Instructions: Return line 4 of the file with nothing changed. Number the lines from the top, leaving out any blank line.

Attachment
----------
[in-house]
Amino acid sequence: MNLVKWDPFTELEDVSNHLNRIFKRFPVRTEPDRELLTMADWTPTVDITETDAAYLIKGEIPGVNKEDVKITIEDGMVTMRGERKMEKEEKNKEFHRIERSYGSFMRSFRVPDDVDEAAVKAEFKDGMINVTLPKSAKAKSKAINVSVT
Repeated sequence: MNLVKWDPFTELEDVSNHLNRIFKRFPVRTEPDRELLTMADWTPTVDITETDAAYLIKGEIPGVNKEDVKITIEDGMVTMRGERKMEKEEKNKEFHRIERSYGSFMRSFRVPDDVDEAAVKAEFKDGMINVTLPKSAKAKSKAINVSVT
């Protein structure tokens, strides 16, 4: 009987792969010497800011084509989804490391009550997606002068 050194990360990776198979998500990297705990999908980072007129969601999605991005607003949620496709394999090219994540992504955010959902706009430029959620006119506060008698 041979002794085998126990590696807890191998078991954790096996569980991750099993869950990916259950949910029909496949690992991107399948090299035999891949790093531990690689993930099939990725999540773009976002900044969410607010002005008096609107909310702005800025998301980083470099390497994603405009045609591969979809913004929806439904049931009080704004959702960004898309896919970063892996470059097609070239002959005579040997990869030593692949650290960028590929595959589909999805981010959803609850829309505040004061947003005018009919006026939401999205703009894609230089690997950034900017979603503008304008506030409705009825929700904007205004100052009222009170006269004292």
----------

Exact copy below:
């Protein structure tokens, strides 16, 4: 009987792969010497800011084509989804490391009550997606002068 050194990360990776198979998500990297705990999908980072007129969601999605991005607003949620496709394999090219994540992504955010959902706009430029959620006119506060008698 041979002794085998126990590696807890191998078991954790096996569980991750099993869950990916259950949910029909496949690992991107399948090299035999891949790093531990690689993930099939990725999540773009976002900044969410607010002005008096609107909310702005800025998301980083470099390497994603405009045609591969979809913004929806439904049931009080704004959702960004898309896919970063892996470059097609070239002959005579040997990869030593692949650290960028590929595959589909999805981010959803609850829309505040004061947003005018009919006026939401999205703009894609230089690997950034900017979603503008304008506030409705009825929700904007205004100052009222009170006269004292």